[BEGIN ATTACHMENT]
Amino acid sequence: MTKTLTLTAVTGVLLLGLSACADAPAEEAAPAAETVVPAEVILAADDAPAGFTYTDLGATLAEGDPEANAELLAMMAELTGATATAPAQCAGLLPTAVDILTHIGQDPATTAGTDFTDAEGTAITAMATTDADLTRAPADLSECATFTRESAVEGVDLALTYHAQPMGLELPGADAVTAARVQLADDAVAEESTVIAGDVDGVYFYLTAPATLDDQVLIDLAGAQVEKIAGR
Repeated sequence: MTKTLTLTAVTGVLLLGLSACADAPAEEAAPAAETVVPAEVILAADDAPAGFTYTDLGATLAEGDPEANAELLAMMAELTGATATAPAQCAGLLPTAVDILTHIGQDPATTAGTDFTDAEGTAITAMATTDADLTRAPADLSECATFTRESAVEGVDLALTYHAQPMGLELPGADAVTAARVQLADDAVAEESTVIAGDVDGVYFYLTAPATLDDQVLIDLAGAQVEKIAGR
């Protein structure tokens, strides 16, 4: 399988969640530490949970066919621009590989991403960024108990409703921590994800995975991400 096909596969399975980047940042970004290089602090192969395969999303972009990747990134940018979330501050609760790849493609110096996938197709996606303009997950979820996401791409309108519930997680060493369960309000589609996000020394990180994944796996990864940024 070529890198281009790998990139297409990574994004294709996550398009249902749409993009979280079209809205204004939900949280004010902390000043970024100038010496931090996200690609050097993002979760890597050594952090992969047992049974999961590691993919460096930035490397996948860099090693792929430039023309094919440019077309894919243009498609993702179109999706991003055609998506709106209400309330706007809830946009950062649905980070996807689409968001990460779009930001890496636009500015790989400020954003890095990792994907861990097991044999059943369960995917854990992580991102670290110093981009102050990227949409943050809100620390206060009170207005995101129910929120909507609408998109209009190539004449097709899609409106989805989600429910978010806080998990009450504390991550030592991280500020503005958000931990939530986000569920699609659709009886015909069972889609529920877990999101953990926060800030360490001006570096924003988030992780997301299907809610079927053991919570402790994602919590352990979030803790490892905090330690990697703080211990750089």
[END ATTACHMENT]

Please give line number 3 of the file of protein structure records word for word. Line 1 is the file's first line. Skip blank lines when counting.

């Protein structure tokens, strides 16, 4: 399988969640530490949970066919621009590989991403960024108990409703921590994800995975991400 096909596969399975980047940042970004290089602090192969395969999303972009990747990134940018979330501050609760790849493609110096996938197709996606303009997950979820996401791409309108519930997680060493369960309000589609996000020394990180994944796996990864940024 070529890198281009790998990139297409990574994004294709996550398009249902749409993009979280079209809205204004939900949280004010902390000043970024100038010496931090996200690609050097993002979760890597050594952090992969047992049974999961590691993919460096930035490397996948860099090693792929430039023309094919440019077309894919243009498609993702179109999706991003055609998506709106209400309330706007809830946009950062649905980070996807689409968001990460779009930001890496636009500015790989400020954003890095990792994907861990097991044999059943369960995917854990992580991102670290110093981009102050990227949409943050809100620390206060009170207005995101129910929120909507609408998109209009190539004449097709899609409106989805989600429910978010806080998990009450504390991550030592991280500020503005958000931990939530986000569920699609659709009886015909069972889609529920877990999101953990926060800030360490001006570096924003988030992780997301299907809610079927053991919570402790994602919590352990979030803790490892905090330690990697703080211990750089």